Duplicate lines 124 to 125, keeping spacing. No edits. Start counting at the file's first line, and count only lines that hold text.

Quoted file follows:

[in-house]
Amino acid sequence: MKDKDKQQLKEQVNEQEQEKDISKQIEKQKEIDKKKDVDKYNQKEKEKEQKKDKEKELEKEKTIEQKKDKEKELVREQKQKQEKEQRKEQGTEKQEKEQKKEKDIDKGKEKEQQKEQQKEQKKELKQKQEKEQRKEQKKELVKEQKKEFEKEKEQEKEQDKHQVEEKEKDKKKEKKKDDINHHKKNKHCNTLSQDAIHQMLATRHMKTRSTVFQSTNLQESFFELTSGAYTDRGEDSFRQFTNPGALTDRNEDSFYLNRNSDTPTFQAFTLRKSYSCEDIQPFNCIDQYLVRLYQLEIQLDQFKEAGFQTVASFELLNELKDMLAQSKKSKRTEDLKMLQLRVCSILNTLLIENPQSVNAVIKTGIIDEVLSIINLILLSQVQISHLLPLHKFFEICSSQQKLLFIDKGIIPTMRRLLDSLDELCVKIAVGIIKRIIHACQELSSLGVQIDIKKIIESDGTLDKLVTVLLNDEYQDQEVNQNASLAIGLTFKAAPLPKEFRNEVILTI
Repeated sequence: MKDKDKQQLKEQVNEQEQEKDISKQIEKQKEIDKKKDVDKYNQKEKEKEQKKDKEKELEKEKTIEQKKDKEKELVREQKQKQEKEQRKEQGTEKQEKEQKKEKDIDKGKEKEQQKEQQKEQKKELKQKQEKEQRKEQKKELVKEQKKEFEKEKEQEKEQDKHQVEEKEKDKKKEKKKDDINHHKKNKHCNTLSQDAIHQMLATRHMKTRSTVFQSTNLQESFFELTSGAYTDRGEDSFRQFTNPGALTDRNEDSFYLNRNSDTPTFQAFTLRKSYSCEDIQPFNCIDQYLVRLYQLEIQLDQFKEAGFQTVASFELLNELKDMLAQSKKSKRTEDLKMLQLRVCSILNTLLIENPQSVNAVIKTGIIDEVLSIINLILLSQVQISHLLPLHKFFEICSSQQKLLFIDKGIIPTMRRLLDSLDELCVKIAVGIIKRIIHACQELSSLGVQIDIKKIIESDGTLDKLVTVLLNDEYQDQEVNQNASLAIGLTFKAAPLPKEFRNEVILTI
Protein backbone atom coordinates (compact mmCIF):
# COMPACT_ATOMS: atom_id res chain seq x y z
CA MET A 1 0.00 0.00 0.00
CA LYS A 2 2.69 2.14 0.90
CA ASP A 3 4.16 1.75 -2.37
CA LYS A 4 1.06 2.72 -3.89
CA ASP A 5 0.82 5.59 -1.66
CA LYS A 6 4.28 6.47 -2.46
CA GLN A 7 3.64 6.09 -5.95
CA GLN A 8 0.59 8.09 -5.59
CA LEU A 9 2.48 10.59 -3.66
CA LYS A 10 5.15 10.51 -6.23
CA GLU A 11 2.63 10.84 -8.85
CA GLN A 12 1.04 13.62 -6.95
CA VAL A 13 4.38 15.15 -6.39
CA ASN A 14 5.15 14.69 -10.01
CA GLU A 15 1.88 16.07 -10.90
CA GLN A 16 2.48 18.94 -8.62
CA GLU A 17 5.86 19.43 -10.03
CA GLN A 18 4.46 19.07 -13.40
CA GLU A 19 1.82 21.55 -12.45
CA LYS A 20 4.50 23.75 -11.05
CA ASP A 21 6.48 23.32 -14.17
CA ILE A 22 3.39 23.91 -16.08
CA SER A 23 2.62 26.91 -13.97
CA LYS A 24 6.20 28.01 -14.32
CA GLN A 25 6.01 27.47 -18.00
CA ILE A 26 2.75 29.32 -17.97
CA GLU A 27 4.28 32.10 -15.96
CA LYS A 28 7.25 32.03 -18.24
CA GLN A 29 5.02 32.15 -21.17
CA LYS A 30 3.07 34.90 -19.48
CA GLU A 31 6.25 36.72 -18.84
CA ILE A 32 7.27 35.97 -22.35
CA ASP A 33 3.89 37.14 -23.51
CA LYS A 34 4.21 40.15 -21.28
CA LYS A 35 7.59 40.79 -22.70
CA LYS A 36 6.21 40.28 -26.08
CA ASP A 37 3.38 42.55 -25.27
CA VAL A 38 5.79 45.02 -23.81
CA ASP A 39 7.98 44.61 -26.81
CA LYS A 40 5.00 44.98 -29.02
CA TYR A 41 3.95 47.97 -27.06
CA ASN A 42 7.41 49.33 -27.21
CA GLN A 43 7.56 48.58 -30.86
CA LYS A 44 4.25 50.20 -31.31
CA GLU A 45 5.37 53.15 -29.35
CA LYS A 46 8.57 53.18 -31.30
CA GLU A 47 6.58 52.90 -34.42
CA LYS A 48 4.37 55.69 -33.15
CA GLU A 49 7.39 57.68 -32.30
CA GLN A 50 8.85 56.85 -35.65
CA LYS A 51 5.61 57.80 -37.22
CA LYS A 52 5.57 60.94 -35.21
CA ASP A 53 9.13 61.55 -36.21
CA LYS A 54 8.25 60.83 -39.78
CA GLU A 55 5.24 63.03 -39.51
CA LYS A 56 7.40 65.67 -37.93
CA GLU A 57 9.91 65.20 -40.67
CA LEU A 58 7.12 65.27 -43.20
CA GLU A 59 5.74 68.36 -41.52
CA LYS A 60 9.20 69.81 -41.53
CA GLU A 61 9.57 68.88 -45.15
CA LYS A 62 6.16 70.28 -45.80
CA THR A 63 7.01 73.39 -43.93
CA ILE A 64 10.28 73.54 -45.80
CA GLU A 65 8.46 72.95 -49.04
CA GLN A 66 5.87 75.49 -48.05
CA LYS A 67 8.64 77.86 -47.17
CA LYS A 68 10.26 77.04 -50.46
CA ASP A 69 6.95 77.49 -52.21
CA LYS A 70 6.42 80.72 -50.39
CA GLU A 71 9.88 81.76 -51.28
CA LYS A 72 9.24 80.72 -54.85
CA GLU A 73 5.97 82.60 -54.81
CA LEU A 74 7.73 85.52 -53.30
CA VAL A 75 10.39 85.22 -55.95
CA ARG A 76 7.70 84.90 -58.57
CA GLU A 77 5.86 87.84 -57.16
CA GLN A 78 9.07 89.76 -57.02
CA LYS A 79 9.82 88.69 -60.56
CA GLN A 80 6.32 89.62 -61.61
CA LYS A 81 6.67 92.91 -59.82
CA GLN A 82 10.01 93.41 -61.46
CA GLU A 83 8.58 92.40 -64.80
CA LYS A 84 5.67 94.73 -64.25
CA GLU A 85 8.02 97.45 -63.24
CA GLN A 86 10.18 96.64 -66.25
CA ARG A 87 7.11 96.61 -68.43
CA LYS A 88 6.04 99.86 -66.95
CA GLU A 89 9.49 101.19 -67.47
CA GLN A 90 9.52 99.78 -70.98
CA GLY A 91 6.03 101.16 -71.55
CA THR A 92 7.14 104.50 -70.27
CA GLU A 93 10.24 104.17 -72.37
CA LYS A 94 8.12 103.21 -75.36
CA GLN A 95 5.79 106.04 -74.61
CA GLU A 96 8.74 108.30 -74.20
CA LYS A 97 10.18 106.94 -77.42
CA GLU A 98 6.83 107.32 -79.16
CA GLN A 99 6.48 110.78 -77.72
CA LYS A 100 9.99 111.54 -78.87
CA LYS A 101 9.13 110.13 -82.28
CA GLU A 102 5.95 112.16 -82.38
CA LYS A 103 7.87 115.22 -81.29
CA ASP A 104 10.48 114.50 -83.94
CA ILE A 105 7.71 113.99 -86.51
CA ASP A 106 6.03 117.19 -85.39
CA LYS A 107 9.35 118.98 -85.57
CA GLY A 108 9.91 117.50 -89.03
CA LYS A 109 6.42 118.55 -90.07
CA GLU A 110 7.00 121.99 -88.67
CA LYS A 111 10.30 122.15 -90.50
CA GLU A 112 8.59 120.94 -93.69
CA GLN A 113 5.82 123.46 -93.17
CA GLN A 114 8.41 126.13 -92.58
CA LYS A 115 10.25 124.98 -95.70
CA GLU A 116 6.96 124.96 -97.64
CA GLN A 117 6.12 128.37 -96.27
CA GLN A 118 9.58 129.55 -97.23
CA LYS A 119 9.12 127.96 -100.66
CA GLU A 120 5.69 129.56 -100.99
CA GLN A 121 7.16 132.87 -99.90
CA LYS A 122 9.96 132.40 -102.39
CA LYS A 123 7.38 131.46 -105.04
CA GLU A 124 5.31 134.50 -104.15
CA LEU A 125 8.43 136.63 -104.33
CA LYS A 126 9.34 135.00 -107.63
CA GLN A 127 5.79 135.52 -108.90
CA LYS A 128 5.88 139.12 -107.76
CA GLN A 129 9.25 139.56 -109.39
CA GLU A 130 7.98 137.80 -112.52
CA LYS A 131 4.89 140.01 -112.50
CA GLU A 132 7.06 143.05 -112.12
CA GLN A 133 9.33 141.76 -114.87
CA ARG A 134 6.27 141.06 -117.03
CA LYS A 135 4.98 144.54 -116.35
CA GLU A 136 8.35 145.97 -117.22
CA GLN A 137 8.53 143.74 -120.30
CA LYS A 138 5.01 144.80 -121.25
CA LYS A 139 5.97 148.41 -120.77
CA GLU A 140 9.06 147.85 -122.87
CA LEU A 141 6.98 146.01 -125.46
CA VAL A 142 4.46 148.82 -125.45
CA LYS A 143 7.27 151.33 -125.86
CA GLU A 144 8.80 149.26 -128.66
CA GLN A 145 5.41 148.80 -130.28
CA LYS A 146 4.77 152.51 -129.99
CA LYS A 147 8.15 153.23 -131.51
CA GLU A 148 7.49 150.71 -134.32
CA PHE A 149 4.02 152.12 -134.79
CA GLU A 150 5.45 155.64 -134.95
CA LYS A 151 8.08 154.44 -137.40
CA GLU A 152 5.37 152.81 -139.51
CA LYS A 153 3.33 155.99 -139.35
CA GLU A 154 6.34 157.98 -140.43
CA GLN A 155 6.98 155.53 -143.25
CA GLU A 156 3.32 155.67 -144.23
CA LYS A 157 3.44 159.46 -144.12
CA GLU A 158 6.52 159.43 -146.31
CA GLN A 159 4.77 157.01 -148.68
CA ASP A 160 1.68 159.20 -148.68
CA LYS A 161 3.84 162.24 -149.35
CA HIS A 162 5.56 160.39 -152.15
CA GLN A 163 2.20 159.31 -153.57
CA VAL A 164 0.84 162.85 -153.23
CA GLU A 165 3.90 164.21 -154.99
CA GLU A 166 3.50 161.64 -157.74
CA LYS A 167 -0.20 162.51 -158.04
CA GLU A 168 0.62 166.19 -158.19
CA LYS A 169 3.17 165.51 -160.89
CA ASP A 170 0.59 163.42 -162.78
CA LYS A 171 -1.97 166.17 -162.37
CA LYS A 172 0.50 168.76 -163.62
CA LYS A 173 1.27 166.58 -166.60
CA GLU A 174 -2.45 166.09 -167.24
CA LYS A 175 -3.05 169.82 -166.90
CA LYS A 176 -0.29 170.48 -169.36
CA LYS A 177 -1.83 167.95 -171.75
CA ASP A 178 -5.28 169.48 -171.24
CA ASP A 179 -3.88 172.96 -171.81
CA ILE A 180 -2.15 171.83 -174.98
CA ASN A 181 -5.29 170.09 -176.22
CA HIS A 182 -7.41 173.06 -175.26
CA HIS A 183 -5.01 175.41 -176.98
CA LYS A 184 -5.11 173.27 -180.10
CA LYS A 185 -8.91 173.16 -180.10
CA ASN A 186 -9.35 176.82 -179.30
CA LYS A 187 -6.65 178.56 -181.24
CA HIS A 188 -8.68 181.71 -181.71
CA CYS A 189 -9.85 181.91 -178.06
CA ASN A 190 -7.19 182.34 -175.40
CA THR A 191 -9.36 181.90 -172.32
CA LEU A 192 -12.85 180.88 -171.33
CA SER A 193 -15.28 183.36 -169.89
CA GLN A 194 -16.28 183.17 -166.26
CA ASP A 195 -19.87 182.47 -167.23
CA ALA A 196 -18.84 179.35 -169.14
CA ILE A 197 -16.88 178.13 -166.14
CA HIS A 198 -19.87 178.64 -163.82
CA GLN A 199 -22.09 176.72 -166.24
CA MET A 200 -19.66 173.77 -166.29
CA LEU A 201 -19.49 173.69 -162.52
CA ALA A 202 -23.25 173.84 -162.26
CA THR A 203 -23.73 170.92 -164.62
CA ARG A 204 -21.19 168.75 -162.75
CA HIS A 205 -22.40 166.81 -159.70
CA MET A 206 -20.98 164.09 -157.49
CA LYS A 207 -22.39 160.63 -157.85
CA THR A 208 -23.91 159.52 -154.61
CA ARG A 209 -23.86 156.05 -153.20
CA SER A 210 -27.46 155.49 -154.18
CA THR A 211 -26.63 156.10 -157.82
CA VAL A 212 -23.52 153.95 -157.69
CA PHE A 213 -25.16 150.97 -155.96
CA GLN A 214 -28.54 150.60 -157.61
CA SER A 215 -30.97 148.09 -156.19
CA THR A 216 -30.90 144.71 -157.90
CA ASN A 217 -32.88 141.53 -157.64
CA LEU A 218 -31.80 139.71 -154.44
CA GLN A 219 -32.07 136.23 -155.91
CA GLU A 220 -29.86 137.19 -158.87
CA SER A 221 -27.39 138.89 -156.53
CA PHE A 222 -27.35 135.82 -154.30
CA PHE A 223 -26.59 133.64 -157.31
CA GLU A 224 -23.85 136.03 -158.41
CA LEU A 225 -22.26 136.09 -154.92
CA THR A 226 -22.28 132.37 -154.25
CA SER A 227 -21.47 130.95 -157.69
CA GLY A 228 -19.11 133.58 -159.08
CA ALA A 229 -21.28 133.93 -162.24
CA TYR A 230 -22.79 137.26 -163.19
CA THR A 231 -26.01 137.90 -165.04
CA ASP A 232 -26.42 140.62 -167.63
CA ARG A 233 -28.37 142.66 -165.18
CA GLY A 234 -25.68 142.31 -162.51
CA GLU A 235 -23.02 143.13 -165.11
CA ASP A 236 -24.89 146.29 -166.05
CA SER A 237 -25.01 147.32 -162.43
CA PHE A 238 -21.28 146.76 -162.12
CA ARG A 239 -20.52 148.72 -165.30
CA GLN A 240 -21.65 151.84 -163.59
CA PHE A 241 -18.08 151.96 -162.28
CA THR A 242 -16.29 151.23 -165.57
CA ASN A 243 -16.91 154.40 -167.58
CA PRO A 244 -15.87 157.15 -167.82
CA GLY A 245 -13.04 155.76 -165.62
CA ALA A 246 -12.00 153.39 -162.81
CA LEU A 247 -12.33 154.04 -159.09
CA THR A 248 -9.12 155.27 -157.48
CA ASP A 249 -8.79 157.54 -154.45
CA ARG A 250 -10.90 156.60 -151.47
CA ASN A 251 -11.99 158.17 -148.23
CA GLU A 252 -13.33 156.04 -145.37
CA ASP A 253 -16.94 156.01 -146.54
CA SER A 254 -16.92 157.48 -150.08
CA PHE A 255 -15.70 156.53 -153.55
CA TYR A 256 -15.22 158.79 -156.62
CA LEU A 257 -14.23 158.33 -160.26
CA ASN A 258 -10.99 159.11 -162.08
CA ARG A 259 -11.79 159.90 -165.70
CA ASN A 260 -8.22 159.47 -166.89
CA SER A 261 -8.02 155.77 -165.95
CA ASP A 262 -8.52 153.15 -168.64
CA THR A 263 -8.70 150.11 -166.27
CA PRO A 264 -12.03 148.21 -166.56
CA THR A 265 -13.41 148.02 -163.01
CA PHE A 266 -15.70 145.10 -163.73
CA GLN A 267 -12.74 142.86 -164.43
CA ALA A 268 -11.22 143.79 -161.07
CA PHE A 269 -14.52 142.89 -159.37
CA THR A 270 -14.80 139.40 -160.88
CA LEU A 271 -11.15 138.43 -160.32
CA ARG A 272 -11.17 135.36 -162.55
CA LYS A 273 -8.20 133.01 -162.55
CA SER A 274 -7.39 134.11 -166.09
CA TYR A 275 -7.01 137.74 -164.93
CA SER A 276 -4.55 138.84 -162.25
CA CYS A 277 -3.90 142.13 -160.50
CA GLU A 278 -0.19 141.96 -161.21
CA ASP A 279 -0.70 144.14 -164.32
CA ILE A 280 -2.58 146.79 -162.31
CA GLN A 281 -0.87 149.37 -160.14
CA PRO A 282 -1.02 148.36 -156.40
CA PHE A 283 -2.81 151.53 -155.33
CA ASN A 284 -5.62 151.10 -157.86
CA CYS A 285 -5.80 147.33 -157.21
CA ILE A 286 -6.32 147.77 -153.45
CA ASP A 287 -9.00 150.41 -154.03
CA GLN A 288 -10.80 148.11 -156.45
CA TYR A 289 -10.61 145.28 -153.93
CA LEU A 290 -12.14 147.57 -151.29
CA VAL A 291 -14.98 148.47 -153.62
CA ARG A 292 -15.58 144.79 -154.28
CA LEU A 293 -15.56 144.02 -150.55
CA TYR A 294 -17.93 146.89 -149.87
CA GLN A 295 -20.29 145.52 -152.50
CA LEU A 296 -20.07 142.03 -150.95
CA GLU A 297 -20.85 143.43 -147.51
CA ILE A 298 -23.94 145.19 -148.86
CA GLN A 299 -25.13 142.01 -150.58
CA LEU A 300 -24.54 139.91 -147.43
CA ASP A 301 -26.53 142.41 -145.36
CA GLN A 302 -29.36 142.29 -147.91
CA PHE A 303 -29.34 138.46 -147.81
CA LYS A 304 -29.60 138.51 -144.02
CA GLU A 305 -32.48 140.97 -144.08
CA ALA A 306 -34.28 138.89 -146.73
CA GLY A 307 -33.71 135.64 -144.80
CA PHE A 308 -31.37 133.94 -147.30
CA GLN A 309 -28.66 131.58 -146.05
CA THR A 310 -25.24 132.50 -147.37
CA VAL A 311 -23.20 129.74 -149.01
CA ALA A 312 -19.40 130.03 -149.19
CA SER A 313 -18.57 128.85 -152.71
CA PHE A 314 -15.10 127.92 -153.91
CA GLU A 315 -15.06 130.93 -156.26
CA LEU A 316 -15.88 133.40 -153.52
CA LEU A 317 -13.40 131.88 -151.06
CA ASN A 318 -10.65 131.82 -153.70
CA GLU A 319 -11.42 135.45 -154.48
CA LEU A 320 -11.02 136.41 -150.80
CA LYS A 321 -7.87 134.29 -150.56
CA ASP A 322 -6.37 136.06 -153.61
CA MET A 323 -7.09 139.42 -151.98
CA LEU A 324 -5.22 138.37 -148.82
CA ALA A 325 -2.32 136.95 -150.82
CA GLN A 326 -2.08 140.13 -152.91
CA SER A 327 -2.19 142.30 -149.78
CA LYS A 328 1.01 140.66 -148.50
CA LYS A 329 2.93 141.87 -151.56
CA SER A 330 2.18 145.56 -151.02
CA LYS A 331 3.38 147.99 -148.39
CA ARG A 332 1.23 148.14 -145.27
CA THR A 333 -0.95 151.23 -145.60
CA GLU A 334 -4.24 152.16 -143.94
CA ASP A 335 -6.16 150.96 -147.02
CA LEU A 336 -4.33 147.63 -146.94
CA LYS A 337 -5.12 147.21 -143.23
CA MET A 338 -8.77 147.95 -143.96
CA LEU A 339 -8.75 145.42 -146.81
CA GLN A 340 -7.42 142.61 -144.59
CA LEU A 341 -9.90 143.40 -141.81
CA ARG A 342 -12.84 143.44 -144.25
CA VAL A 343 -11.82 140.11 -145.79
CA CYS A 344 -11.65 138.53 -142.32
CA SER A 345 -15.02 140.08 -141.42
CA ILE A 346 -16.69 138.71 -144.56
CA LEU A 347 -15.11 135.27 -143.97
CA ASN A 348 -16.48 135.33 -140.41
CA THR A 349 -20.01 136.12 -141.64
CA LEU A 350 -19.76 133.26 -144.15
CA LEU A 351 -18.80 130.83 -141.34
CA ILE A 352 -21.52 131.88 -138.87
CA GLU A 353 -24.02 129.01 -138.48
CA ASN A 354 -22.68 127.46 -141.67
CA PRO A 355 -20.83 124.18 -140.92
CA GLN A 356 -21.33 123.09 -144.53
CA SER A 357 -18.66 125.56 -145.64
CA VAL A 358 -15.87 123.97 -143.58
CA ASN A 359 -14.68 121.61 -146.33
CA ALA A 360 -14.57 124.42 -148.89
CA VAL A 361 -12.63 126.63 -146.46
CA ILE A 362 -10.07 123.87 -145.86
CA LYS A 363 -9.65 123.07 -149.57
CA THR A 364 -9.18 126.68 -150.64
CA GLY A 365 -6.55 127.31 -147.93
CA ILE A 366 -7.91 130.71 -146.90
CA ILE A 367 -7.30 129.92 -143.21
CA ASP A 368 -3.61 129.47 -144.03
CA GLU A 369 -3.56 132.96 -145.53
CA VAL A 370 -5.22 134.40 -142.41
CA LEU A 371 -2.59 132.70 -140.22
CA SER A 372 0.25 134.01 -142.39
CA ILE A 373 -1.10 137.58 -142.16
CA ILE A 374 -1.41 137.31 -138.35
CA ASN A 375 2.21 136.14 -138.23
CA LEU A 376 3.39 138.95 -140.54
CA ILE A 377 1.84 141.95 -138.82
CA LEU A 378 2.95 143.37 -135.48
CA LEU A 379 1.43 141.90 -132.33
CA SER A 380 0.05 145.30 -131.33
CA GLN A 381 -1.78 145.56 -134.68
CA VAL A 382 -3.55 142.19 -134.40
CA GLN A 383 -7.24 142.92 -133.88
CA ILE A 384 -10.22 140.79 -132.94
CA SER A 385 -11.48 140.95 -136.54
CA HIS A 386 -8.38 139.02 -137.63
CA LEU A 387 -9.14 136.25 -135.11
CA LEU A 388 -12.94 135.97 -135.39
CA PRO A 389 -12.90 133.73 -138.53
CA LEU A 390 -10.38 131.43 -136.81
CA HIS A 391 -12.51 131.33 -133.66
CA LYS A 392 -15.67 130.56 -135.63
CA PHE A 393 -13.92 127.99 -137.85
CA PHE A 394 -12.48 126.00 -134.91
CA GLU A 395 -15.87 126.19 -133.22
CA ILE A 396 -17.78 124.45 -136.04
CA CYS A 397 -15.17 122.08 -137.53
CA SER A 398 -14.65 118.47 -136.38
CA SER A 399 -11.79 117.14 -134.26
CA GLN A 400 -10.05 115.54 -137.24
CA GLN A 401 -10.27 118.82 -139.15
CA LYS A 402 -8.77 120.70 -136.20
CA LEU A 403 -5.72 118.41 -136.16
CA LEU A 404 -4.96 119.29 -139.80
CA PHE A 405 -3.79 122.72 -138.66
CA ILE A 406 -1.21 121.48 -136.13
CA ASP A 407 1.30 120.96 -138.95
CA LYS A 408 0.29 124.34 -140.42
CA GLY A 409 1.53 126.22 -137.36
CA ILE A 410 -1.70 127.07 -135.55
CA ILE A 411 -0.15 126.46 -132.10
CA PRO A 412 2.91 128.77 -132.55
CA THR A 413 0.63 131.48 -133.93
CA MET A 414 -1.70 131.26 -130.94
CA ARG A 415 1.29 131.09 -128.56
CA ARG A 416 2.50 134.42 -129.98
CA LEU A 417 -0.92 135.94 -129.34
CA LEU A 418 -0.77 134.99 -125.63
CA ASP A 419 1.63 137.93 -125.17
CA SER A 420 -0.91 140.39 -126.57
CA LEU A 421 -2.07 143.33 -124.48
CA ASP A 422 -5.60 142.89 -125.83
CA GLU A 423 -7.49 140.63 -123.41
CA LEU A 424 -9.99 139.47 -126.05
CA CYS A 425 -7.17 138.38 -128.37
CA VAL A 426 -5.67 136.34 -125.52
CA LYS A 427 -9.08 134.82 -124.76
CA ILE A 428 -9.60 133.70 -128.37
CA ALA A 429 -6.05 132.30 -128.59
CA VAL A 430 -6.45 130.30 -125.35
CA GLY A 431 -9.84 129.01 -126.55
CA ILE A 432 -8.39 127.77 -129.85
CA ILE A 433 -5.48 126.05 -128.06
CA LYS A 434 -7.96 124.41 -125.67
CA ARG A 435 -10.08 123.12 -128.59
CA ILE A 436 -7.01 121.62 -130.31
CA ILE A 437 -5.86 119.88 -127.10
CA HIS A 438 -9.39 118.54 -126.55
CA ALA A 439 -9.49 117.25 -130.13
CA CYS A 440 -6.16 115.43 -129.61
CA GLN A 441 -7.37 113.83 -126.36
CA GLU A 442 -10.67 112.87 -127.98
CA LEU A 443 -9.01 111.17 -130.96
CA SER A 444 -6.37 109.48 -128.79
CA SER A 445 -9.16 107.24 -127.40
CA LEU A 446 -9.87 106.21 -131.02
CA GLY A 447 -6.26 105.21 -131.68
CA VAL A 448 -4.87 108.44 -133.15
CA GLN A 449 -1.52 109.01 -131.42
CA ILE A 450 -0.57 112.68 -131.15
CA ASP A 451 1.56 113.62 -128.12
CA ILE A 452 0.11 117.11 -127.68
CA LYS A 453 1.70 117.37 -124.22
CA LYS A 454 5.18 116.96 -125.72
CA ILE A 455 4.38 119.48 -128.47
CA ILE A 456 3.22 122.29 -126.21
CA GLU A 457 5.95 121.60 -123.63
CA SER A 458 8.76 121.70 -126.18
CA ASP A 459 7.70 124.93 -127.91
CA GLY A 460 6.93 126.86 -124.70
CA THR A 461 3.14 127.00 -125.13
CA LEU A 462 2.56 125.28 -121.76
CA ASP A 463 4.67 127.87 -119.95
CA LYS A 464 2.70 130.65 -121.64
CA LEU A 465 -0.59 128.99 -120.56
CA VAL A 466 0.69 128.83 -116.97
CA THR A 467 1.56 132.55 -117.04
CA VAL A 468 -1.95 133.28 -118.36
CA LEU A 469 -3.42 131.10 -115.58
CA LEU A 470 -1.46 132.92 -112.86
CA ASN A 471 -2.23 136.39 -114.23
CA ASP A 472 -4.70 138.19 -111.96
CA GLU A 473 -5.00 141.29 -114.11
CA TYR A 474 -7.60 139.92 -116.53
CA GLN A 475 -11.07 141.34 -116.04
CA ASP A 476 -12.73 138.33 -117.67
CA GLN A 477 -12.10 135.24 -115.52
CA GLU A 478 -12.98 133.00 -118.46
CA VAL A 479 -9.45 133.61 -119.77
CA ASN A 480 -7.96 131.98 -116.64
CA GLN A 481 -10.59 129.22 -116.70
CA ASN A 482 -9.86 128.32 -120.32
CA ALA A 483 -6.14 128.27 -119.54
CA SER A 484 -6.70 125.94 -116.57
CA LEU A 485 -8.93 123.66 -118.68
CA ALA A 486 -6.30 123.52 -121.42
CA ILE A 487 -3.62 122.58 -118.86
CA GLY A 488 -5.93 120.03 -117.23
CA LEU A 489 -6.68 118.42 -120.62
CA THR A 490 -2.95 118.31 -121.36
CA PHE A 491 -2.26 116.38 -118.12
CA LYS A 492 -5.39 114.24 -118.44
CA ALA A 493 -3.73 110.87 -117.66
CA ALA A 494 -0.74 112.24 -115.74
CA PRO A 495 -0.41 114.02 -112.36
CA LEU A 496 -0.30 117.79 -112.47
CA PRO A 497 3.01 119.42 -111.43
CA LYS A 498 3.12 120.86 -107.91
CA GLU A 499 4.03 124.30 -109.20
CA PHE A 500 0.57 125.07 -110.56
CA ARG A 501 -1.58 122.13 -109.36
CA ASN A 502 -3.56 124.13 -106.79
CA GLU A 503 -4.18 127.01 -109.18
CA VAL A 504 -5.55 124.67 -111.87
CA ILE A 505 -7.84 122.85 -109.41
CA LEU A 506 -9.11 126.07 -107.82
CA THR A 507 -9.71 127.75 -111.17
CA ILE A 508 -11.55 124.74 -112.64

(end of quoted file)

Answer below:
CA LYS A 119 9.12 127.96 -100.66
CA GLU A 120 5.69 129.56 -100.99